Space Invaders – the 1978 arcade classic – can teach us a thing or two about Insect Invaders…..? Sure, why not! The space things (insect invaders) are trying to reach the bottom of the screen (enter the ecosystem). There’s different types (species). At the bottom there’s a gun thing (active management). And the longer it goes on the faster the space things get (an increasing problem overtime)…. Yep, analogy holds strong.
So we have a good understanding of insect invaders then? Not particularly! Even though insects are by far and beyond the most numerous and diverse group of species (seriously far and beyond), researchers tend to double-down their efforts on plants and key animal species, leaving insect invaders kind of occupying the backseat.
Of course there are some well studied species that you will know – poster children if you will – many of which you’ve probably run into. Argentine ant, big-headed ant, fire ant …. Also things that aren’t ants! Check out what happened out the front of my house last year, it was feral honeybee madness (READ STORY v WATCH VIDEO).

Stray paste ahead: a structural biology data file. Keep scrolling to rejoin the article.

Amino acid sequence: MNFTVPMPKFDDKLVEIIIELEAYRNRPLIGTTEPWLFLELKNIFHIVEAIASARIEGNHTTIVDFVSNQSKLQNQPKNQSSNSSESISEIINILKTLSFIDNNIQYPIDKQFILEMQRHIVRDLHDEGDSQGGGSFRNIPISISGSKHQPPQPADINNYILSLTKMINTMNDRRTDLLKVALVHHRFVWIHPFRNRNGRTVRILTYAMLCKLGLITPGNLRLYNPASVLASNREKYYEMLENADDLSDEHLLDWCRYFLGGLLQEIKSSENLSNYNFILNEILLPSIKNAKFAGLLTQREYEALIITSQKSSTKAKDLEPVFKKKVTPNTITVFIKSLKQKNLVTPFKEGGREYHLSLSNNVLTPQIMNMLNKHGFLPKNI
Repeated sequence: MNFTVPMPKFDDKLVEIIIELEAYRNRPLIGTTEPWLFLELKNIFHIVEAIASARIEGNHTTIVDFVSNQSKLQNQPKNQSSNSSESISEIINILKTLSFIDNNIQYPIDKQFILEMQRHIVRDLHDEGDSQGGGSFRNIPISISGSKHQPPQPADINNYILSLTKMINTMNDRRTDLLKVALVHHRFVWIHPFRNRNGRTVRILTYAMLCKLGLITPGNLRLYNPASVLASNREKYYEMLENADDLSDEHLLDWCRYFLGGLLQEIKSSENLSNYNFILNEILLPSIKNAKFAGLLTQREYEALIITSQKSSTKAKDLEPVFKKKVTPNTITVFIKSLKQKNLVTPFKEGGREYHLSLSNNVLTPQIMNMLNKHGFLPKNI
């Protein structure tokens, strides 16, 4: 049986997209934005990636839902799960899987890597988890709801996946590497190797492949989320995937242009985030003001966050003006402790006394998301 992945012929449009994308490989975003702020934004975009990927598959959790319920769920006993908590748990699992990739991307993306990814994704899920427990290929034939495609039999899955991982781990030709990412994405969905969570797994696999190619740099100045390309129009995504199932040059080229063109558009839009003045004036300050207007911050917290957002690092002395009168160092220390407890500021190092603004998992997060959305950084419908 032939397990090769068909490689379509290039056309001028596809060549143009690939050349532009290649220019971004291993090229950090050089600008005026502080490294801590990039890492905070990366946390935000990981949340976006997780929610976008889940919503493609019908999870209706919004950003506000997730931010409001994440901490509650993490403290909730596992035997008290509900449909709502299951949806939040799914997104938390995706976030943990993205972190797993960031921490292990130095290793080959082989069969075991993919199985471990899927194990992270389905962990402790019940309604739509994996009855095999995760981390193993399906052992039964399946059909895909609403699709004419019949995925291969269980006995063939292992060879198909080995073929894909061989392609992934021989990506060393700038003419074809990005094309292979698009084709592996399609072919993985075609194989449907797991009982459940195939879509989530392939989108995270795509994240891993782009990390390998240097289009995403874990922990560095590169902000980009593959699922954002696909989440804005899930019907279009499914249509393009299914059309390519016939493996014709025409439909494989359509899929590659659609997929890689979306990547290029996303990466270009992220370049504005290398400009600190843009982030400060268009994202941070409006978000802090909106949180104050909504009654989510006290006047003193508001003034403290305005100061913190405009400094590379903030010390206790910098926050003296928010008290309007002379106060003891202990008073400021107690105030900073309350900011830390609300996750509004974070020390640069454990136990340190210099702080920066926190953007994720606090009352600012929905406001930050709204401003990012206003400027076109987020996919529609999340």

So long story short, we need to know more. That’s why in late 2014 an international workshop was hosted in Stellenbosch, South Africa, that got together a whole bunch of researchers to share ideas, data, and to discuss what we do and do not know about the drivers, impacts, mechanisms and adaption of insect invasions.
Weren’t at the workshop? Not a problem! There’s a special issue of Biological Invasions that has just been published that covers it all. This paper by Matt and colleagues serves as a general introduction to the issue. It is a short discussion on the pathway of invasion (drivers), how species go about setting up (mechanism), the damage they can do (impacts) and how rapid evolution plays a part (adaptation). Essentially a tease of all the juicy science packed into the issue!
For the actual science of this story you definitely read the paper a contact the authors if you have any questions.
Hill MP, Crusella-Trullas S, Terblanche JS & Richardson DM (2016) Drivers, impacts, mechanisms and adaptation in insect invasions. Biological Invasions 18: 883-391.
K!E13 by Luke S. O’Loughlin